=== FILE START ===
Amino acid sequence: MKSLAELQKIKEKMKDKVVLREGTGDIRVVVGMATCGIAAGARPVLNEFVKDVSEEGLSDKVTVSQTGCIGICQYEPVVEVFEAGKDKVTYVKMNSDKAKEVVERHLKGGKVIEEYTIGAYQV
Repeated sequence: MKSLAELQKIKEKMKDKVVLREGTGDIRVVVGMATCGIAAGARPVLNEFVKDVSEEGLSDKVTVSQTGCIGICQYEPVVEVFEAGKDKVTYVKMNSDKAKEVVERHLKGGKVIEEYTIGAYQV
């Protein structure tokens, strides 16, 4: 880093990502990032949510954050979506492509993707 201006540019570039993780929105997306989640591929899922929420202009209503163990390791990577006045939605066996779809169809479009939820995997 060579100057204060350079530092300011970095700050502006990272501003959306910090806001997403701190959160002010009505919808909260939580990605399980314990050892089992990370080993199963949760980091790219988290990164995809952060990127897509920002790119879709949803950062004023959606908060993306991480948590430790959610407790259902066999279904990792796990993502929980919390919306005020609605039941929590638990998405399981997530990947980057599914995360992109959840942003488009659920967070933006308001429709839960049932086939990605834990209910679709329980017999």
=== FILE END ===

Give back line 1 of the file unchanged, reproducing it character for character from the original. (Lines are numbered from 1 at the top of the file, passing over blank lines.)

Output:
Amino acid sequence: MKSLAELQKIKEKMKDKVVLREGTGDIRVVVGMATCGIAAGARPVLNEFVKDVSEEGLSDKVTVSQTGCIGICQYEPVVEVFEAGKDKVTYVKMNSDKAKEVVERHLKGGKVIEEYTIGAYQV